I've known people who have gone this route and one day took an honest look in the mirror, and didn't like what they saw. They have said to me that they were mistaken to think it could work. They didn't recognize the subtle ways in which they themselves were being drawn in. They recognize the futility of politely asking the state, day after day, to permit a bit more liberty here and there. Ultimately you must frame your arguments in terms of what is good for the state, and the reality is that liberty is not usually good for the state. Hence, the rhetoric and finally the goal begin to change.
The state is open to persuasion, to be sure, but it usually acts out of fear, not friendship. If the bureaucrats and politicians fear backlash, they will not increase taxes or regulations. If they sense a high enough degree of public outrage, they will even repeal controls and programs. An example is the end of alcohol prohibition or the repeal of the 55 mph speed limit. These were pulled back because politicians and bureaucrats sensed too high a cost from continued enforcement.
The problem of strategy was something that fascinated Murray Rothbard, who wrote several important articles on the need for never compromising the long-run goal for short-term gain through the political process. That doesn't mean we should not welcome a 1 percent tax cut or repeal a section of some law. But we should never allow ourselves to be sucked into the trade-off racket: e.g., repeal this bad tax to impose this better tax. That would be using a means (a tax) that contradicts the goal (elimination of taxation).
The Rothbardian approach to a pro-freedom strategy comes down to the following four affirmations:
Libertarians are not the first people who have confronted the question of strategy for social advance and cultural and political change. After the Civil War, a large part of the population of the South, namely former slaves, found themselves in a perilous situation. They had a crying need to advance socially within society, but lacked education, skill, and capital. They also bore the burden of pushing social change that permitted them to be regarded as full citizens who made the most of their new freedom. In many ways, they found themselves in a position somewhat like new immigrants but with an additional burden of throwing off an old social status for a new one.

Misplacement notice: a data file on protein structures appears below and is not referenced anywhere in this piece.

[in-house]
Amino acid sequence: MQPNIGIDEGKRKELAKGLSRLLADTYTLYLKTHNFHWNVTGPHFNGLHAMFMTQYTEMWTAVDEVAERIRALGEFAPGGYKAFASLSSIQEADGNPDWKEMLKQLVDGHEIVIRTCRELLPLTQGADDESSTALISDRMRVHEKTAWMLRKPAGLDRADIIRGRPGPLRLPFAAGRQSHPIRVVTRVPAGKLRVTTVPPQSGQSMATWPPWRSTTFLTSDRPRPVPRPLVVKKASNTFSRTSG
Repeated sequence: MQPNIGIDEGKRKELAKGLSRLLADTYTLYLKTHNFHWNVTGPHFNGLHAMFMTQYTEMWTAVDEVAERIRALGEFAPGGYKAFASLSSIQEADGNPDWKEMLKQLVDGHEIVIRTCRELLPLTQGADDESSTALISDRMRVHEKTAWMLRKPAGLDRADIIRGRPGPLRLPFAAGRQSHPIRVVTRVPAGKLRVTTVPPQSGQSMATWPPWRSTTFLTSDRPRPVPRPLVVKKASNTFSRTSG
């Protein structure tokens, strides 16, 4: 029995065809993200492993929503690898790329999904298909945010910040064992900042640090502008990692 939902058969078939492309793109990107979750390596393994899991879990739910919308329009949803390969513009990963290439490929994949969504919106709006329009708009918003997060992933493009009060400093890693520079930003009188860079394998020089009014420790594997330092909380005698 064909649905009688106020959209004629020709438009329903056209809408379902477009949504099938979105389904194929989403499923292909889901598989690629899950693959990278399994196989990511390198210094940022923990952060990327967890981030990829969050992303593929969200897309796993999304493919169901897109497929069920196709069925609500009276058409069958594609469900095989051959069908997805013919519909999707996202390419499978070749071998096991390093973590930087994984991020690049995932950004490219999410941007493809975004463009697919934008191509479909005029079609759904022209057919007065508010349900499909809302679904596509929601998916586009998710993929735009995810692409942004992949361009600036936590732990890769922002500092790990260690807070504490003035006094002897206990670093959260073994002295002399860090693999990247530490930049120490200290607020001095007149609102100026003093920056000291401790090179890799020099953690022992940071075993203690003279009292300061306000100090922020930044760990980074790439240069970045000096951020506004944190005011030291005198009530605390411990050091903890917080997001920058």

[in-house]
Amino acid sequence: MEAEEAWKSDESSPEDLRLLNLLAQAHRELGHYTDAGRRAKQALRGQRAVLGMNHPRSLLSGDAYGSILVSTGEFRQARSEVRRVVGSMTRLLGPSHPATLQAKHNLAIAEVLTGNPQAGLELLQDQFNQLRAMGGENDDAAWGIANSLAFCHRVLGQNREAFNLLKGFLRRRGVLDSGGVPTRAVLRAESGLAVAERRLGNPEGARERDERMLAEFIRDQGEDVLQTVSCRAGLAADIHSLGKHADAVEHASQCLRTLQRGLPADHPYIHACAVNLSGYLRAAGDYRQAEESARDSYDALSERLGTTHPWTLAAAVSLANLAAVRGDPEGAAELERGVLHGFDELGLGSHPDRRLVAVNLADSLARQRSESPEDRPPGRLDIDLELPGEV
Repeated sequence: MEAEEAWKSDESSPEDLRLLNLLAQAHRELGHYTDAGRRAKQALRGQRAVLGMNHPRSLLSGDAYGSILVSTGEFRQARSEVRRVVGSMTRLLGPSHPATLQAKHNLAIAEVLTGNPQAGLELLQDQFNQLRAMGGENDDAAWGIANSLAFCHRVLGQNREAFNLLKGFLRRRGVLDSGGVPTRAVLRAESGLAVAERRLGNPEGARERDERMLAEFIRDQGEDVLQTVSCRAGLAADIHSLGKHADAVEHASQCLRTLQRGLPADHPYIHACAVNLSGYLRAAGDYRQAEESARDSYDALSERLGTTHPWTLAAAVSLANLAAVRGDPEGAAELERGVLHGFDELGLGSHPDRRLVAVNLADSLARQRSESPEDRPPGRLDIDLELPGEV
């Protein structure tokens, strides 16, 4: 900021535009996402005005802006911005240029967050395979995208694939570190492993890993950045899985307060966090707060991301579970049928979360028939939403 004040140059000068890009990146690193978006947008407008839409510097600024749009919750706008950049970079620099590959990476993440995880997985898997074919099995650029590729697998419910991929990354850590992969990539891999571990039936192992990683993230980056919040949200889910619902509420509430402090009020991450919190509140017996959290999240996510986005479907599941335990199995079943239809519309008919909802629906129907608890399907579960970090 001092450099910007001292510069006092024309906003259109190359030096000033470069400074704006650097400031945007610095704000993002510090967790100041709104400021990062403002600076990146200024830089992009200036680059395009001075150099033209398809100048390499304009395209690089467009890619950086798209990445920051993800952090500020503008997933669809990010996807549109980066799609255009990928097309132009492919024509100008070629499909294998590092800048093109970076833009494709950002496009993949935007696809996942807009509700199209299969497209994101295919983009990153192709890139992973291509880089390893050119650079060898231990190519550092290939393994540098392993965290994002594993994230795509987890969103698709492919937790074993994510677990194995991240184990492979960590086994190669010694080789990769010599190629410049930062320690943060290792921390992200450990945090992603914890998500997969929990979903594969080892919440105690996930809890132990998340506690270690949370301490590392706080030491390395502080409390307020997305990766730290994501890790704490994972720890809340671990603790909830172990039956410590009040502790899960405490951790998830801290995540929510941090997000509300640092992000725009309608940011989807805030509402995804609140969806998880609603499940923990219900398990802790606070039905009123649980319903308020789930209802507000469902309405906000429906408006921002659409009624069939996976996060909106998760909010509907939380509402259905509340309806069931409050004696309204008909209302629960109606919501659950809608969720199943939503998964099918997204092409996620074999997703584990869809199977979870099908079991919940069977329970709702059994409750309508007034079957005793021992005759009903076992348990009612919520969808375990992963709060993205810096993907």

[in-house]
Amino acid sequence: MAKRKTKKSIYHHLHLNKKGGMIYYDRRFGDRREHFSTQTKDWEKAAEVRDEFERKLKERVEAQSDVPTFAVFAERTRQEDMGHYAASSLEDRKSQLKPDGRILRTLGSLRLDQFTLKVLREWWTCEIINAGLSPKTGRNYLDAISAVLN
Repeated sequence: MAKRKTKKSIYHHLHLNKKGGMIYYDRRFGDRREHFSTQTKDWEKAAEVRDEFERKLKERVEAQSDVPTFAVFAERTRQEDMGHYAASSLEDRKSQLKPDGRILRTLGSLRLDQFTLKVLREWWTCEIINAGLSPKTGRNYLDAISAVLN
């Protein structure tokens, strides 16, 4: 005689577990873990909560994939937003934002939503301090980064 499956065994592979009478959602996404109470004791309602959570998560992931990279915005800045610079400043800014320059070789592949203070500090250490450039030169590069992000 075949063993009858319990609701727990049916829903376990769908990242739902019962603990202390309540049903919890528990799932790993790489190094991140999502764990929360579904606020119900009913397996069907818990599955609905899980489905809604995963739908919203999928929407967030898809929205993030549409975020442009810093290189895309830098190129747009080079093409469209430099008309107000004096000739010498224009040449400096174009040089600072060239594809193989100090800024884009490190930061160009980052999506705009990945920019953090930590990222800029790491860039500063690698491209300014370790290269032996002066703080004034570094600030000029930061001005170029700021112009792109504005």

The Reconstruction period of Union-run martial law invited many blacks to participate in politics as a primary goal. This proved to be a terrible temptation for many, as the former Virginia slave Booker T. Washington said. "During the whole of the Reconstruction period our people throughout the South looked to the Federal Government for everything, very much as a child looks to its mother." He rejected this political model because "the general political agitation drew the attention of our people away from the more fundamental matters of perfecting themselves in the industries at their doors and in securing property."
Washington wrote that "the temptations to enter political life were so alluring that I came very near yielding to them at one time" but he resisted this in favor of "the laying of the foundation of the race through a generous education of the hand, head and heart." Later when he visited DC, he knew that he had been right. "A large proportion of these people had been drawn to Washington because they felt that they could lead a life of ease there," he wrote. "Others had secured minor government positions, and still another large class was there in the hope of securing Federal positions."
As it was in the 1870s it is today. The state chews up and either eats or spits out those with a passion for liberty. The extent to which W.E.B. DuBois's Marxian push for political agitation has prevailed over Washington's push for commercial advance has been tragic for black Americans and for the whole of American society. Many obtained political power, but not liberty classically understood.
We can learn from this. The thousands of young people who are discovering the ideas of liberty for the first time ought to stay away from the Beltway and all its allures. Instead, they should pursue their love and passion through arts, commerce, education, and even the ministry. These are fields that offer genuine promise with a high return.
When a libertarian tells me that he is doing some good as a procurement officer at HUD, I don't doubt his word. But how much more would he do by quitting his job and writing an expose on the entire bureaucratic racket? One well-placed blast against such an agency can bring about more reform, and do more good, than decades of attempted subversion from within.
Are there politicians who do some good? Certainly, and the name Ron Paul is the first that comes to mind. But the good he does is not as a legislator as such but as an educator with a prominent platform from which to speak. Every no vote is a lesson to the multitudes. We need more Ron Pauls.
But Ron is the first to say that, more importantly, we need more professors, business owners, fathers and mothers, religious leaders, and entrepreneurs. The party of liberty loves commerce and culture, not the state. Commerce and culture is our home and our launching ground for social reform and revolution.